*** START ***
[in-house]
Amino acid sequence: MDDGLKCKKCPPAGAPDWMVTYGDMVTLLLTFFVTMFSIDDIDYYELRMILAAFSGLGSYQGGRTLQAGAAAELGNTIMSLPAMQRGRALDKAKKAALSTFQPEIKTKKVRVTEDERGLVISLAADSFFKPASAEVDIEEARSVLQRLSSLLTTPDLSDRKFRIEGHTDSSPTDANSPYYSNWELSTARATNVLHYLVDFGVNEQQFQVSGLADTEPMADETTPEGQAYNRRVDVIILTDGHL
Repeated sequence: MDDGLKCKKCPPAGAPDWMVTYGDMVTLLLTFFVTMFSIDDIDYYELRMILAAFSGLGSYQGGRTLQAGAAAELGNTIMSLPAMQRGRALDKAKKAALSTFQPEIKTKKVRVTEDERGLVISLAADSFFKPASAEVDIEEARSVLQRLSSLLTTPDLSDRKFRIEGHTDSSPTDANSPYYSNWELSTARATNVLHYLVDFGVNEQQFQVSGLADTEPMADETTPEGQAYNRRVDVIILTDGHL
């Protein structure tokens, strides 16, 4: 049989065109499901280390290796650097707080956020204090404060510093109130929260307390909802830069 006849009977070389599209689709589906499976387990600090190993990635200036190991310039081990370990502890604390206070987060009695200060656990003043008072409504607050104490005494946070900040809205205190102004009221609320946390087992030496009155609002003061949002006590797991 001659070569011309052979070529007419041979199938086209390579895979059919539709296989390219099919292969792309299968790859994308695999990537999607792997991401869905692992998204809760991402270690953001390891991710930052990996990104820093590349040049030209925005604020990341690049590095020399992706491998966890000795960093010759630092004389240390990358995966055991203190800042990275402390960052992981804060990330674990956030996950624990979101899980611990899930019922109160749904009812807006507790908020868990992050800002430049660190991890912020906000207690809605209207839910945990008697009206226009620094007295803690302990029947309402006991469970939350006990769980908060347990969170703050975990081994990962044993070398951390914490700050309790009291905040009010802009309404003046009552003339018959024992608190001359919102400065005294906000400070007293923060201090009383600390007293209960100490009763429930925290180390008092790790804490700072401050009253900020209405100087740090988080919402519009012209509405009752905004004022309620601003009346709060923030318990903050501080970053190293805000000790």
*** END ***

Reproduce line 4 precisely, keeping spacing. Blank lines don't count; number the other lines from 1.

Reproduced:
């Protein structure tokens, strides 16, 4: 049989065109499901280390290796650097707080956020204090404060510093109130929260307390909802830069 006849009977070389599209689709589906499976387990600090190993990635200036190991310039081990370990502890604390206070987060009695200060656990003043008072409504607050104490005494946070900040809205205190102004009221609320946390087992030496009155609002003061949002006590797991 001659070569011309052979070529007419041979199938086209390579895979059919539709296989390219099919292969792309299968790859994308695999990537999607792997991401869905692992998204809760991402270690953001390891991710930052990996990104820093590349040049030209925005604020990341690049590095020399992706491998966890000795960093010759630092004389240390990358995966055991203190800042990275402390960052992981804060990330674990956030996950624990979101899980611990899930019922109160749904009812807006507790908020868990992050800002430049660190991890912020906000207690809605209207839910945990008697009206226009620094007295803690302990029947309402006991469970939350006990769980908060347990969170703050975990081994990962044993070398951390914490700050309790009291905040009010802009309404003046009552003339018959024992608190001359919102400065005294906000400070007293923060201090009383600390007293209960100490009763429930925290180390008092790790804490700072401050009253900020209405100087740090988080919402519009012209509405009752905004004022309620601003009346709060923030318990903050501080970053190293805000000790």